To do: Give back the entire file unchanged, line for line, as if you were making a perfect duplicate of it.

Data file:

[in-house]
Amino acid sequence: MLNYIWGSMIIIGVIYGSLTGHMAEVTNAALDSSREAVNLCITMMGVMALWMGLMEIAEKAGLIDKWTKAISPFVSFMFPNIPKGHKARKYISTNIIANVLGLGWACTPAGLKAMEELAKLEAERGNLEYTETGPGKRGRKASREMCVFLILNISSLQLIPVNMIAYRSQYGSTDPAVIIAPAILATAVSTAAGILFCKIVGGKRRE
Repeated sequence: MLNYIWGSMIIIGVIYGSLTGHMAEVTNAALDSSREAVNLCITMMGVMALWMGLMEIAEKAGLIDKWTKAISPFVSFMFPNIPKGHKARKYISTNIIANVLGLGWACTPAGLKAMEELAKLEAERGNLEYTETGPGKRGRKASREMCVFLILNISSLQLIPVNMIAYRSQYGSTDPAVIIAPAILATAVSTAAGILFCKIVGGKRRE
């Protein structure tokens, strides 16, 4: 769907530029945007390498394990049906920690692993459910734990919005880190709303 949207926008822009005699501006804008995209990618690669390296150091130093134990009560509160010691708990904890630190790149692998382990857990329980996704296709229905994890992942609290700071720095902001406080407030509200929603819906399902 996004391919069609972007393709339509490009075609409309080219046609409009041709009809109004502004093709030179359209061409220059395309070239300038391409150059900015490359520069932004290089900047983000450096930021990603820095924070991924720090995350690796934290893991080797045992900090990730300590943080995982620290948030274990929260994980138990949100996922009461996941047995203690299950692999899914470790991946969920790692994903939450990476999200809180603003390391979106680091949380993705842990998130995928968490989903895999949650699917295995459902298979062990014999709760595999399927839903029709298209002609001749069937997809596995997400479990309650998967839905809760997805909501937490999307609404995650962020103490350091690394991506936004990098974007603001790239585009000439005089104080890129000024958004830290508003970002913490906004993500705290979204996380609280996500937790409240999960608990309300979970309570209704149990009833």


[in-house]
Amino acid sequence: MLNYIWGSMIIIGVIYGSLTGHMAEVTNAALDSSREAVNLCITMMGVMALWMGLMEIAEKAGLIDKWTKAISPFVSFMFPNIPKGHKARKYISTNIIANVLGLGWACTPAGLKAMEELAKLEAERGNLEYTETGPGKRGRKASREMCVFLILNISSLQLIPVNMIAYRSQYGSTDPAVIIAPAILATAVSTAAGILFCKIVGGKRRE
Repeated sequence: MLNYIWGSMIIIGVIYGSLTGHMAEVTNAALDSSREAVNLCITMMGVMALWMGLMEIAEKAGLIDKWTKAISPFVSFMFPNIPKGHKARKYISTNIIANVLGLGWACTPAGLKAMEELAKLEAERGNLEYTETGPGKRGRKASREMCVFLILNISSLQLIPVNMIAYRSQYGSTDPAVIIAPAILATAVSTAAGILFCKIVGGKRRE
């Protein structure tokens, strides 16, 4: 769907530029945007390498394990049906920690692993459910734990919005880190709303 949207926008822009005699501006804008995209990618690669390296150091130093134990009560509160010691708990904890630190790149692998382990857990329980996704296709229905994890992942609290700071720095902001406080407030509200929603819906399902 996004391919069609972007393709339509490009075609409309080219046609409009041709009809109004502004093709030179359209061409220059395309070239300038391409150059900015490359520069932004290089900047983000450096930021990603820095924070991924720090995350690796934290893991080797045992900090990730300590943080995982620290948030274990929260994980138990949100996922009461996941047995203690299950692999899914470790991946969920790692994903939450990476999200809180603003390391979106680091949380993705842990998130995928968490989903895999949650699917295995459902298979062990014999709760595999399927839903029709298209002609001749069937997809596995997400479990309650998967839905809760997805909501937490999307609404995650962020103490350091690394991506936004990098974007603001790239585009000439005089104080890129000024958004830290508003970002913490906004993500705290979204996380609280996500937790409240999960608990309300979970309570209704149990009833």